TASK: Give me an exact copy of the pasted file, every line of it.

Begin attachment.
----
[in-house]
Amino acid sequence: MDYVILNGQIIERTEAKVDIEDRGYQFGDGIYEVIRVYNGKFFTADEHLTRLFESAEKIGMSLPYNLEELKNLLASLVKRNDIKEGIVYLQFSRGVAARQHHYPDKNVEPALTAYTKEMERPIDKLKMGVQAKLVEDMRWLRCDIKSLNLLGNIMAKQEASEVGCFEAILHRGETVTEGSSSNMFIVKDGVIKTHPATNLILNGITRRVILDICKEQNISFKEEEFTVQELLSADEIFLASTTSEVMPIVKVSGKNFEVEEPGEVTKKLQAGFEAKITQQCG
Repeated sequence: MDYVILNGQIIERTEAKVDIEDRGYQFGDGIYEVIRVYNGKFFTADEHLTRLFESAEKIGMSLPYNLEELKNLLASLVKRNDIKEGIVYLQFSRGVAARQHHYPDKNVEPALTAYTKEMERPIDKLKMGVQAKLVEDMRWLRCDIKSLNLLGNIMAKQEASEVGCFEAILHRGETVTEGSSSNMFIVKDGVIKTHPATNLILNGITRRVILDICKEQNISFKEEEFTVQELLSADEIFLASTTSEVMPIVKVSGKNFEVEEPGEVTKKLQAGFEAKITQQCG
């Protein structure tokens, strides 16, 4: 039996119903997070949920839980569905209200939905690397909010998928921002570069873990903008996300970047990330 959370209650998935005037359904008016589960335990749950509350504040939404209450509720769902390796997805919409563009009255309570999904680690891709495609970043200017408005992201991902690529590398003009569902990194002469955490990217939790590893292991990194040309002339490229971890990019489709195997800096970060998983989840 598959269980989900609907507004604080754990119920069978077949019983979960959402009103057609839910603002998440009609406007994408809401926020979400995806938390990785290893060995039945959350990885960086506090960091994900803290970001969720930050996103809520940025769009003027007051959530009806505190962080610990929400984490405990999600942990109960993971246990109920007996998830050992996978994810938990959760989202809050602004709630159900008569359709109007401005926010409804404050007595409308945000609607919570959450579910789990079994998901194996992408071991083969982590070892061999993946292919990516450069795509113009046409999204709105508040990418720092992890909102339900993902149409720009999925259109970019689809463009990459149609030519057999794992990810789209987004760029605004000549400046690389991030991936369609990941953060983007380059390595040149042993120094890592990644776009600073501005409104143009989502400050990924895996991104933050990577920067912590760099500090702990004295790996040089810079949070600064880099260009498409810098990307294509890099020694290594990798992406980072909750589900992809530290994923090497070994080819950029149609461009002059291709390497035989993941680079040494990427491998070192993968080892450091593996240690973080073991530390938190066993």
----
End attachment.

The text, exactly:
[in-house]
Amino acid sequence: MDYVILNGQIIERTEAKVDIEDRGYQFGDGIYEVIRVYNGKFFTADEHLTRLFESAEKIGMSLPYNLEELKNLLASLVKRNDIKEGIVYLQFSRGVAARQHHYPDKNVEPALTAYTKEMERPIDKLKMGVQAKLVEDMRWLRCDIKSLNLLGNIMAKQEASEVGCFEAILHRGETVTEGSSSNMFIVKDGVIKTHPATNLILNGITRRVILDICKEQNISFKEEEFTVQELLSADEIFLASTTSEVMPIVKVSGKNFEVEEPGEVTKKLQAGFEAKITQQCG
Repeated sequence: MDYVILNGQIIERTEAKVDIEDRGYQFGDGIYEVIRVYNGKFFTADEHLTRLFESAEKIGMSLPYNLEELKNLLASLVKRNDIKEGIVYLQFSRGVAARQHHYPDKNVEPALTAYTKEMERPIDKLKMGVQAKLVEDMRWLRCDIKSLNLLGNIMAKQEASEVGCFEAILHRGETVTEGSSSNMFIVKDGVIKTHPATNLILNGITRRVILDICKEQNISFKEEEFTVQELLSADEIFLASTTSEVMPIVKVSGKNFEVEEPGEVTKKLQAGFEAKITQQCG
């Protein structure tokens, strides 16, 4: 039996119903997070949920839980569905209200939905690397909010998928921002570069873990903008996300970047990330 959370209650998935005037359904008016589960335990749950509350504040939404209450509720769902390796997805919409563009009255309570999904680690891709495609970043200017408005992201991902690529590398003009569902990194002469955490990217939790590893292991990194040309002339490229971890990019489709195997800096970060998983989840 598959269980989900609907507004604080754990119920069978077949019983979960959402009103057609839910603002998440009609406007994408809401926020979400995806938390990785290893060995039945959350990885960086506090960091994900803290970001969720930050996103809520940025769009003027007051959530009806505190962080610990929400984490405990999600942990109960993971246990109920007996998830050992996978994810938990959760989202809050602004709630159900008569359709109007401005926010409804404050007595409308945000609607919570959450579910789990079994998901194996992408071991083969982590070892061999993946292919990516450069795509113009046409999204709105508040990418720092992890909102339900993902149409720009999925259109970019689809463009990459149609030519057999794992990810789209987004760029605004000549400046690389991030991936369609990941953060983007380059390595040149042993120094890592990644776009600073501005409104143009989502400050990924895996991104933050990577920067912590760099500090702990004295790996040089810079949070600064880099260009498409810098990307294509890099020694290594990798992406980072909750589900992809530290994923090497070994080819950029149609461009002059291709390497035989993941680079040494990427491998070192993968080892450091593996240690973080073991530390938190066993």